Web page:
Fake news explosion on US election day

Here are the worst examples of fake US election news to have emerged thus far (iStock / Reuters)
Here are the worst examples of fake US election news to have emerged thus far (iStock / Reuters)

It's a big day for news organisations with all eyes fixed on the United States as Democrat Hillary Clinton and Republican Donald Trump compete in a heated race for the White House.

But with media companies across the US and the world vying to get updates in quicker than their opponents, hordes of people have been distributing fake content in an attempt to fool the public and promote their favourite candidate.

One common theme in the fake news has been about whether the election is rigged, and the media's influences on the public to cover it up.

Here are the worst examples of fake US election news to have emerged thus far.

Buzzfeed was among the first organisations to pick up on this trend, revealing in August that Macedonian social media users were creating phony accounts to disseminate articles from made-up news sites.

The group, which appears to be made up of hundreds of people, hijacked Democrat support groups to spread their own "false and misleading pro-Trump content".

Much of that content was posted in groups for supporters of former rival Bernie Sanders, who traditionally attracts a much younger demographic - and was believed to have been posted to discourage the Vermont senator's backers from throwing their support behind Ms Clinton.

A fake news site called The Denver Guardian claimed that an FBI agent who was heavily involved in investigating Hillary Clinton's use of a private email server had shot himself and his wife dead.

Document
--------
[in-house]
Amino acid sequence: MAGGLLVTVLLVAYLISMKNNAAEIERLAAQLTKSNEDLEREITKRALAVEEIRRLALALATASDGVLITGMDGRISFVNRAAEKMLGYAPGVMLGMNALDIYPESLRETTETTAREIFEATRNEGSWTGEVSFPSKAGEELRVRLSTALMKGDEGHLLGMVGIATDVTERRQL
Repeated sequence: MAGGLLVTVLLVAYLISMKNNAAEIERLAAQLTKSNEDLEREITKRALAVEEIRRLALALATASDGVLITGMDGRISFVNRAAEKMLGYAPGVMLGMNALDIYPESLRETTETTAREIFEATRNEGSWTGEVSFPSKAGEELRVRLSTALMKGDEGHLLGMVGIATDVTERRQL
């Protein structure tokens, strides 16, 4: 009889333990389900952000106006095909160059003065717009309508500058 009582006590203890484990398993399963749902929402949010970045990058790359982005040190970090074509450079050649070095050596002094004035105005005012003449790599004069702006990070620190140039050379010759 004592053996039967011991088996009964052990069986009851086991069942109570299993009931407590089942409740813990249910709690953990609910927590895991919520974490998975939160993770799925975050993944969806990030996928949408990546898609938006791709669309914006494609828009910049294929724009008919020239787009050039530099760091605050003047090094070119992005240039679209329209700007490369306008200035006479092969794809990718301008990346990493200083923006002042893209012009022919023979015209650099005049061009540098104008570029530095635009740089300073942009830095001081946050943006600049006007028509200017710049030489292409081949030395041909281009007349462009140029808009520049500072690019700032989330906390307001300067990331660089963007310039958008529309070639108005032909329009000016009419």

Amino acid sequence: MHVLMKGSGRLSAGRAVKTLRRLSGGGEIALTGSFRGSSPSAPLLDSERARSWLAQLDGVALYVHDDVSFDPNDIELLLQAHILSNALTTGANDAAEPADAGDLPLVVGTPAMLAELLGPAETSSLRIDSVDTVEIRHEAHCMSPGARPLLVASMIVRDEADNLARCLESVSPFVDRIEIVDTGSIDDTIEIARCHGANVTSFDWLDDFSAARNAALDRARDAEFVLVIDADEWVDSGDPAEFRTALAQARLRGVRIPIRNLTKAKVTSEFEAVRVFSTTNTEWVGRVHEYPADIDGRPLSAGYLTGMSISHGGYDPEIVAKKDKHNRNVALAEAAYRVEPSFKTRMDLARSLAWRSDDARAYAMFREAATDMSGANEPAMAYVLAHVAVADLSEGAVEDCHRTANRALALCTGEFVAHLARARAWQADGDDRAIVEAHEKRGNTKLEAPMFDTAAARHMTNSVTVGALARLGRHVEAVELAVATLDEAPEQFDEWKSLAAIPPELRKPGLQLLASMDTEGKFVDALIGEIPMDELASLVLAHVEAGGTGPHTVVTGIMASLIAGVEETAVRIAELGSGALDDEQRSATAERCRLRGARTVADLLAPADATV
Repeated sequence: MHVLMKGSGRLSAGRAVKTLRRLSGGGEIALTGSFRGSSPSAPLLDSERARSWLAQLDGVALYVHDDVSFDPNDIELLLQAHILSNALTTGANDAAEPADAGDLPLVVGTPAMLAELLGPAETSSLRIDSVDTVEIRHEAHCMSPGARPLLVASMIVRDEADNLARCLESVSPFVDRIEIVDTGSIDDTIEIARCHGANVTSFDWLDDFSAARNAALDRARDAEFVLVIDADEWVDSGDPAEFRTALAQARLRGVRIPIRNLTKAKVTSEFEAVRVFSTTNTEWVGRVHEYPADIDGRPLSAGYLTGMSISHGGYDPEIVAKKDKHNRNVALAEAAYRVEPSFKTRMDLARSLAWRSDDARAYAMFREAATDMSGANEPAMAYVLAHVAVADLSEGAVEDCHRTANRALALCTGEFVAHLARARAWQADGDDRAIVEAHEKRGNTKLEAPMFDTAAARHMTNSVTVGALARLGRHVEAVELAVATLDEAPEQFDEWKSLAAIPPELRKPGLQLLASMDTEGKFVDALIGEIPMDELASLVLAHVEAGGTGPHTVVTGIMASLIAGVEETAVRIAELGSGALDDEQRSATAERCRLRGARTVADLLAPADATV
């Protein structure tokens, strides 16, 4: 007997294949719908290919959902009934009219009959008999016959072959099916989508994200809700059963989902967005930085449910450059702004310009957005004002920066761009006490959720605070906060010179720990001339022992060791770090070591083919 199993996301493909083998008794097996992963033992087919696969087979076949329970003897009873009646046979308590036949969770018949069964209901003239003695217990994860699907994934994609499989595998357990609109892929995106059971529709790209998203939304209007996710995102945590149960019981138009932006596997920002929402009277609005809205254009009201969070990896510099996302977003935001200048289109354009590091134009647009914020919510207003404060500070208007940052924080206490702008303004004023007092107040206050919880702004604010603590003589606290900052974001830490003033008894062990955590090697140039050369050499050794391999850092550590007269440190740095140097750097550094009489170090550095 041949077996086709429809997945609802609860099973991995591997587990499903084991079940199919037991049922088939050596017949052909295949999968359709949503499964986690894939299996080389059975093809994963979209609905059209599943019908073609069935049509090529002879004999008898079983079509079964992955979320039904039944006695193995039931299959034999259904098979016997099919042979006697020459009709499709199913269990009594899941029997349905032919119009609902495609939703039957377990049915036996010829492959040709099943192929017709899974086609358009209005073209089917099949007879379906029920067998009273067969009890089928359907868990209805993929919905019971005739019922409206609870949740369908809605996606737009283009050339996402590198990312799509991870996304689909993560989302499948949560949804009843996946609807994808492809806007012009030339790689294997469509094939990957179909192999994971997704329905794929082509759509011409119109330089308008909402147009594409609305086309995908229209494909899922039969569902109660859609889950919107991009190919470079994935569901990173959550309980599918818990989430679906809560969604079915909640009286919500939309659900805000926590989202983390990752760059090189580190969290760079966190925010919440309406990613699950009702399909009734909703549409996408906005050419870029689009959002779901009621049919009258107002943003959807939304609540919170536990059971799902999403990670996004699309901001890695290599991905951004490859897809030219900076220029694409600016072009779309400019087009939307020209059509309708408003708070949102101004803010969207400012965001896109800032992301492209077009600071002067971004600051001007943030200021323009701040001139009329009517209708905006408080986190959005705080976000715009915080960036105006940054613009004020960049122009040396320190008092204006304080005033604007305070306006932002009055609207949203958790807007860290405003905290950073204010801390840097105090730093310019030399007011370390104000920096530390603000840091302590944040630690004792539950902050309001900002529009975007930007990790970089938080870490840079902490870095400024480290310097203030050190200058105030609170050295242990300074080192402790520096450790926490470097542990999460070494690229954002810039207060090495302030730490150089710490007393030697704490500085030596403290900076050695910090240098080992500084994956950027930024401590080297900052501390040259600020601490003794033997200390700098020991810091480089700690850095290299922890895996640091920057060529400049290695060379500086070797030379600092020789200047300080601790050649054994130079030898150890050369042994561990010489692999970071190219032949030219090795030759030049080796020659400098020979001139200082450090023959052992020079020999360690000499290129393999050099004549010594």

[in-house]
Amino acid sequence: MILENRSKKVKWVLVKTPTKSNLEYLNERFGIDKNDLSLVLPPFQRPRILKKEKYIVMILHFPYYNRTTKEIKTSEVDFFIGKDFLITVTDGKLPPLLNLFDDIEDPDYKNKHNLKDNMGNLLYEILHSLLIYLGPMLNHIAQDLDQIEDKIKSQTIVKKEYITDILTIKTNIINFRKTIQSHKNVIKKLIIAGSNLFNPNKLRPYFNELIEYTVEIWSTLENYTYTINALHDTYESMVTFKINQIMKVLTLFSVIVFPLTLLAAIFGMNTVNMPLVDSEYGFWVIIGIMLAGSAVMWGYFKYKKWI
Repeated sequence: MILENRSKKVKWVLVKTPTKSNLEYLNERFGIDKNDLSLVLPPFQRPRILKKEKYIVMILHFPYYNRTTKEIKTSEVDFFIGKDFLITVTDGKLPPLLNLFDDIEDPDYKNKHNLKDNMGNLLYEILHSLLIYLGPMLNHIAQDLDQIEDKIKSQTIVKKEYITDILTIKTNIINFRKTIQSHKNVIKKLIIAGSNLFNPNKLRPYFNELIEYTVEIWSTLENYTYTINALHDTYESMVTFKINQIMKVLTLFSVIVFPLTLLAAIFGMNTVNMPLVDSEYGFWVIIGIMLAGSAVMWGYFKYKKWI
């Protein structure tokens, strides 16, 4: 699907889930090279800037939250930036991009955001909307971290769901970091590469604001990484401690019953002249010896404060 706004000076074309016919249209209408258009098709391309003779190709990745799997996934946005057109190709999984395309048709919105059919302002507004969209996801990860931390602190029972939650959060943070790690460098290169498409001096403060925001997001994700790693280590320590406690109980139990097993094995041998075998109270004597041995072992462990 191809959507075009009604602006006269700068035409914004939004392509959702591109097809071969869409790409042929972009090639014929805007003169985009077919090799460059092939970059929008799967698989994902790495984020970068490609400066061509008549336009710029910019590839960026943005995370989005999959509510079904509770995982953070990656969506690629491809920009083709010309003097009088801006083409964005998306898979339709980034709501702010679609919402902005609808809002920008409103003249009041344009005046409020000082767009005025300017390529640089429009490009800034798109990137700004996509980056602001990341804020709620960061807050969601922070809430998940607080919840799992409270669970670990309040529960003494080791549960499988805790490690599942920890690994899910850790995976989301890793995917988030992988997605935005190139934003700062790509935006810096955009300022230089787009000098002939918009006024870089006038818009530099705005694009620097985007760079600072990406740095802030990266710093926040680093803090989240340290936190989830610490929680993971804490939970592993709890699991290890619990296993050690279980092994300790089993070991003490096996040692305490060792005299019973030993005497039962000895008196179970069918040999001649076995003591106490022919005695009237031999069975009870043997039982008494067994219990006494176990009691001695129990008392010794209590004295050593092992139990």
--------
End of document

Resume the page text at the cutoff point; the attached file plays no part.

The apparent "murder-suicide" was likely designed to make Clinton's lack of criminal charges look like an inside job - but it was exposed as a hoax after The Denver Post analysed the article and greater website down to the finest detail.

They found that the organisation's domain name had only just been registered, had referred to non-existent place names and fake sources, and listed its address as a parking lot.

CNN, the US television network that many Kiwis will be watching with interest this afternoon, apparently reported that voting machine problems across the country - at least, according to Republican presidential hopeful Donald Trump.

The truth of the matter is that there were voting machine problems, and CNN had reported them - but they were on a much smaller scale than his tweet suggested.

CNN later addressed Trump's claims on a live broadcast, saying there were machine problems across the 'county', not the 'country'.

NBC-affiliate WRCB is being accused of prematurely publishing its election results, adding to theories the vote is rigged by the media and no one's votes matter.

Clinton will only just beat Trump with 42 percent of the vote to 40 percent, if their early preparation is to be believed.

It's not.

The display was just testing how the winner check mark and layout appears on different platforms, from the system powered by the Associated Press.

"AP goes to great lengths to clearly mark test data and advises its customers to do the same," said AP Media Relations Manager Lauren Easton.

It could have just as easily have been Trump displayed - and that still wouldn't have been evidence of vote rigging.

Urban Outfitters was put in a bit of an awkward situation when it tried to encourage its audience to vote.

It published a very handy, tidy guide as to how to cast your vote on Election Day.

Unfortunately, it was wrong.

Urban Outfitters said voters needed a "voter's registration card", along with their usual ID, in order to vote.

No state requires such a registration card.

Thankfully, Urban Outfitters fixed their guide to just say you need your ID, depending on which state you're in.